RICHMOND, Va. -- The Arbor Day energy was strong in Richmond’s East End on Tuesday morning at Fairfield Court Elementary.
Fifth graders and adults alike chanted “150!” ahead of the 150th Arbor Day celebration set for Friday.
Dominion Energy workers helped Fairfield Court Elementary School fifth graders plant two red bud trees at the front entrance of the school as a part of the Plant It Project, an environmental education program that teaches the importance of trees.
Students also learned about the role trees play in the overall health of the environment. The celebration was a first for many of the students.
“These current fifth graders did not complete their third-grade year due to COVID. In their fourth-grade year, they were completely virtual. So, we wanted to embrace this opportunity with some experiential learning,” Nsombi Morrison, the Academic Dean for Fairfield Court Elementary, said.
“They also have the opportunity to learn what trees do for the environment. Because they all receive a free tree seedling and a wildflower seed packet, they can go home plant their own tree, and as their minds grow, the trees growing with them. It’s really to create a generation of environmental stewards,” said Shai West, the director of the Plant It Project.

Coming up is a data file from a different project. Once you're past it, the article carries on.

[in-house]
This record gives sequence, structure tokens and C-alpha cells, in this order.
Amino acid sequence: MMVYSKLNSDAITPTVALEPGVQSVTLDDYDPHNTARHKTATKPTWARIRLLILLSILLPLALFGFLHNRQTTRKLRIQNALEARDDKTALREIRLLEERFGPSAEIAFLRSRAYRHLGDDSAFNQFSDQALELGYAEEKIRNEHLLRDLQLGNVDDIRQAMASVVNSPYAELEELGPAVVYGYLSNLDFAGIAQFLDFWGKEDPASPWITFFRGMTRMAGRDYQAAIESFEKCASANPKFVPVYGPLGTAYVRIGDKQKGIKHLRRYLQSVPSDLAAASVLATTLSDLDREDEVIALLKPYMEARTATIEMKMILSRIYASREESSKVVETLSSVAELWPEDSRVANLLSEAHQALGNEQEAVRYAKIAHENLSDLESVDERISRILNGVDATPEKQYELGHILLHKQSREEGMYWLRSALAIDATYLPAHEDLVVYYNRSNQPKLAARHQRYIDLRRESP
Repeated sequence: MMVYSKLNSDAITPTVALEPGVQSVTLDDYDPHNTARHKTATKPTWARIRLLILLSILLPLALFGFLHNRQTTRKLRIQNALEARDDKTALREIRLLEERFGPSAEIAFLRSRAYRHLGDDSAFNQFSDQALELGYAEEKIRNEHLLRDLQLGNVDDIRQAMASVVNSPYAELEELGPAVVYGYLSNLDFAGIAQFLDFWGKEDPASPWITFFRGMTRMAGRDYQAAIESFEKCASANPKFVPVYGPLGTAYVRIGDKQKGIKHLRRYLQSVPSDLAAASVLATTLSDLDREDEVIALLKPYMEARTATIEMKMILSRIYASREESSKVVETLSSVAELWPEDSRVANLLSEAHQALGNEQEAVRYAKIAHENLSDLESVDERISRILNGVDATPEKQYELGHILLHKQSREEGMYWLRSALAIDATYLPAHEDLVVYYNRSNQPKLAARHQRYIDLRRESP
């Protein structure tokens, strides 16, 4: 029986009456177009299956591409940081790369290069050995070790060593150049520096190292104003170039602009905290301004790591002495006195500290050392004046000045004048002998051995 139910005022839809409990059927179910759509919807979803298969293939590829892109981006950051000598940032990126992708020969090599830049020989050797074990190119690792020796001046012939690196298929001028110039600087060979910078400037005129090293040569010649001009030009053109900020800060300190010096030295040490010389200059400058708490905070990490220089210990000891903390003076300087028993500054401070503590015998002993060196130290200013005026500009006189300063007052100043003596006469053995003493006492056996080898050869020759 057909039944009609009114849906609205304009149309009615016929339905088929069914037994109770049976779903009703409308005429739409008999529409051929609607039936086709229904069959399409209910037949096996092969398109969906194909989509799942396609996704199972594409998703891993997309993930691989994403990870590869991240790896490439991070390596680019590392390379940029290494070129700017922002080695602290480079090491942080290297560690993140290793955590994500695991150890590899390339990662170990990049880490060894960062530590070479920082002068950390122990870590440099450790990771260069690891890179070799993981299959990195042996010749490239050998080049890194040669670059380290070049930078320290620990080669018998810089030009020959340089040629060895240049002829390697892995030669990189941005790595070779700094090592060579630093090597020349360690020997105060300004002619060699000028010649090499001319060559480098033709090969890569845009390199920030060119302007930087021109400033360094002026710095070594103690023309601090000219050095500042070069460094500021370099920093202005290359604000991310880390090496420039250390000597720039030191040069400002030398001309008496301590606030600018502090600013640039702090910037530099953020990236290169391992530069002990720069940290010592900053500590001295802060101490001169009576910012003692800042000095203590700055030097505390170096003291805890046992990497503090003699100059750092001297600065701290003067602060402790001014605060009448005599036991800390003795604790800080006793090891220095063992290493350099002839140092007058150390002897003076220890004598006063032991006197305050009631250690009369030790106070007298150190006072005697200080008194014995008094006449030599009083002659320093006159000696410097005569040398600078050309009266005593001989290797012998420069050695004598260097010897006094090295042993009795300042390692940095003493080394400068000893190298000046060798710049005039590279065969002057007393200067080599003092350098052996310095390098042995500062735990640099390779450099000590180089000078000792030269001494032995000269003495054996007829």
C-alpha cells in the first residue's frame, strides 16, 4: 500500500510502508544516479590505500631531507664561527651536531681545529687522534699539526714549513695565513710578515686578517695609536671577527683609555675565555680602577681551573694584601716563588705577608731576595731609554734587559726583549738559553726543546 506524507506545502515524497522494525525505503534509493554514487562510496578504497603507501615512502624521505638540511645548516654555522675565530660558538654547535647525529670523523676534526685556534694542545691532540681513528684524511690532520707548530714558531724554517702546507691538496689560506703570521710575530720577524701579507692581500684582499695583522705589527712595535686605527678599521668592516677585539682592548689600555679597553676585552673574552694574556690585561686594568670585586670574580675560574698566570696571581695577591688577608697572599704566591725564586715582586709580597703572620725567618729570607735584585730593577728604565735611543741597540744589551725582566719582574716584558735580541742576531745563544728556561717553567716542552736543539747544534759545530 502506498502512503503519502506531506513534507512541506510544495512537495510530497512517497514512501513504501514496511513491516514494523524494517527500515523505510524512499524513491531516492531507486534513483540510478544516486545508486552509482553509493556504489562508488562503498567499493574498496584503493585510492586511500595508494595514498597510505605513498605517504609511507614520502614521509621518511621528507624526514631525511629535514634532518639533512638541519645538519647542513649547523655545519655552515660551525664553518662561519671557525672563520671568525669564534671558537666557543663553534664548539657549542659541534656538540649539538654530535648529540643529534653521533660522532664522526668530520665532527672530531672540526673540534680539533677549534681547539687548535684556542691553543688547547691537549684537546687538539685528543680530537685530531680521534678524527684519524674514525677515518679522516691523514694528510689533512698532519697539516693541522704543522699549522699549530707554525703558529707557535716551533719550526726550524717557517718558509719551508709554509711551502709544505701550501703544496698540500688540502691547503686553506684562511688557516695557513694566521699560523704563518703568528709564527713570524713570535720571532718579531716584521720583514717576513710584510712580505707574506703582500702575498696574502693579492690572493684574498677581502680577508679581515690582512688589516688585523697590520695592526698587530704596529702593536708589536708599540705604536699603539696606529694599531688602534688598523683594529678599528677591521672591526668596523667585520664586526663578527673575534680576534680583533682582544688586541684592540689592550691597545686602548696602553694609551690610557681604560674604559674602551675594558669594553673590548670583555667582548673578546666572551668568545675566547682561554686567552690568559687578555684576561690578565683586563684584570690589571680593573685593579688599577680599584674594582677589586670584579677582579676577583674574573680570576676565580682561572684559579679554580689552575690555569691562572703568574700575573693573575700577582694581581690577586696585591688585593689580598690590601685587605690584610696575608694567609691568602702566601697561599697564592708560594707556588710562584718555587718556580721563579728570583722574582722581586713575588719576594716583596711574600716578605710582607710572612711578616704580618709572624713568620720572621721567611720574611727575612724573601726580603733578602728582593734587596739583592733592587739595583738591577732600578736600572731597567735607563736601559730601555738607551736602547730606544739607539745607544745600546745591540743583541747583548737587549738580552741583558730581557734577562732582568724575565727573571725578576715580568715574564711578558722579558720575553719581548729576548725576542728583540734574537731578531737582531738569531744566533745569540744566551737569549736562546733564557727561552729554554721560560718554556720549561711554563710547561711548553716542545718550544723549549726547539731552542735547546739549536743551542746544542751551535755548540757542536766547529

The students had dozens of questions about how to keep the trees healthy. But, tree coverage also helps with the health of communities as a whole, according to experts.
“Planting trees cools the temperature, cleans the air, reduces the amount of runoff coming from neighborhoods, increases property values, just makes safer, more connected neighborhoods with trees people can meet under,” University of Richmond environmental professor Todd Lookingbill said.
In order to help the students remain connected to their new trees, they even got to name them. The fifth graders landed on April and Gerald for their new red buds.
“Making the connection that this is our tree. They’ll come back and help take care of it. Know they are community members and stakeholders in this whole Phaup Street,” Morrison said. “So taking ownership, I think that’s the biggest part of all this.”
“Really to raise a generation that is environmentally aware, environmentally friendly. That they can get their hands dirty and get involved in the environment and in the community is really important to us,” West said.
The Plant It Project provides resources for teachers and families to do similar projects year-round.